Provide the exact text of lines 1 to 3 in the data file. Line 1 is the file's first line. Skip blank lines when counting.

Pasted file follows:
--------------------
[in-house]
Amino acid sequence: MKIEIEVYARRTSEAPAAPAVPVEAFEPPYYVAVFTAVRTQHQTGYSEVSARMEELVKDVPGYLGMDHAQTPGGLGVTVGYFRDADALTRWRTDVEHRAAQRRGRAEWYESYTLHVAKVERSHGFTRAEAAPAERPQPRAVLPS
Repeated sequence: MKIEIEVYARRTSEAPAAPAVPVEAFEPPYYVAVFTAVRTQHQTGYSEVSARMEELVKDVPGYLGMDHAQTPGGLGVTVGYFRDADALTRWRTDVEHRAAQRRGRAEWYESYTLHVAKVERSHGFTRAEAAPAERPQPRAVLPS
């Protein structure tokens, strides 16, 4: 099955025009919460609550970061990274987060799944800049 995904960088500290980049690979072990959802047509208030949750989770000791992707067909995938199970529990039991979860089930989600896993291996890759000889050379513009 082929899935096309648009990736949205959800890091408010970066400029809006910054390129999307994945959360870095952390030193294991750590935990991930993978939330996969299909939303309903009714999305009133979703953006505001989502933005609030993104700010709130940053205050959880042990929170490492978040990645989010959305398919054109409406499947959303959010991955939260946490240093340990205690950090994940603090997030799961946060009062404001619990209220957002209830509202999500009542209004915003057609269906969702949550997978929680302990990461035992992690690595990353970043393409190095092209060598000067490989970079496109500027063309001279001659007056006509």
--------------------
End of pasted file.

[in-house]
Amino acid sequence: MKIEIEVYARRTSEAPAAPAVPVEAFEPPYYVAVFTAVRTQHQTGYSEVSARMEELVKDVPGYLGMDHAQTPGGLGVTVGYFRDADALTRWRTDVEHRAAQRRGRAEWYESYTLHVAKVERSHGFTRAEAAPAERPQPRAVLPS
Repeated sequence: MKIEIEVYARRTSEAPAAPAVPVEAFEPPYYVAVFTAVRTQHQTGYSEVSARMEELVKDVPGYLGMDHAQTPGGLGVTVGYFRDADALTRWRTDVEHRAAQRRGRAEWYESYTLHVAKVERSHGFTRAEAAPAERPQPRAVLPS